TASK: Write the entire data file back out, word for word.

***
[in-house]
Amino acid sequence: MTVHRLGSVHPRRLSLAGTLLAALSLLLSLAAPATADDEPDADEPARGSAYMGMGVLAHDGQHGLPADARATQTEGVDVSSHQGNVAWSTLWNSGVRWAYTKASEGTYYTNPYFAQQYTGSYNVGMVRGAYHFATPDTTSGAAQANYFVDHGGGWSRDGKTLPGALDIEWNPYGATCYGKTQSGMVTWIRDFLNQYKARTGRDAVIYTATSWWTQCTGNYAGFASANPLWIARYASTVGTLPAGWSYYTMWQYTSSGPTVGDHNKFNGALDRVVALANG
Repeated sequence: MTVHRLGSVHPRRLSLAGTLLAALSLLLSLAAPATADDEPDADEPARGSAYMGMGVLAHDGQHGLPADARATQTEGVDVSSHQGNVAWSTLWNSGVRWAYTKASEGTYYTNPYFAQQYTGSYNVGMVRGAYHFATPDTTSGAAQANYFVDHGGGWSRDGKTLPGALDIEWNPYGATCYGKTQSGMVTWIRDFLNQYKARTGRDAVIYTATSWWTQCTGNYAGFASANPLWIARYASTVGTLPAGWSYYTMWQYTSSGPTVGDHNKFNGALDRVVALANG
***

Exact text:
[in-house]
Amino acid sequence: MTVHRLGSVHPRRLSLAGTLLAALSLLLSLAAPATADDEPDADEPARGSAYMGMGVLAHDGQHGLPADARATQTEGVDVSSHQGNVAWSTLWNSGVRWAYTKASEGTYYTNPYFAQQYTGSYNVGMVRGAYHFATPDTTSGAAQANYFVDHGGGWSRDGKTLPGALDIEWNPYGATCYGKTQSGMVTWIRDFLNQYKARTGRDAVIYTATSWWTQCTGNYAGFASANPLWIARYASTVGTLPAGWSYYTMWQYTSSGPTVGDHNKFNGALDRVVALANG
Repeated sequence: MTVHRLGSVHPRRLSLAGTLLAALSLLLSLAAPATADDEPDADEPARGSAYMGMGVLAHDGQHGLPADARATQTEGVDVSSHQGNVAWSTLWNSGVRWAYTKASEGTYYTNPYFAQQYTGSYNVGMVRGAYHFATPDTTSGAAQANYFVDHGGGWSRDGKTLPGALDIEWNPYGATCYGKTQSGMVTWIRDFLNQYKARTGRDAVIYTATSWWTQCTGNYAGFASANPLWIARYASTVGTLPAGWSYYTMWQYTSSGPTVGDHNKFNGALDRVVALANG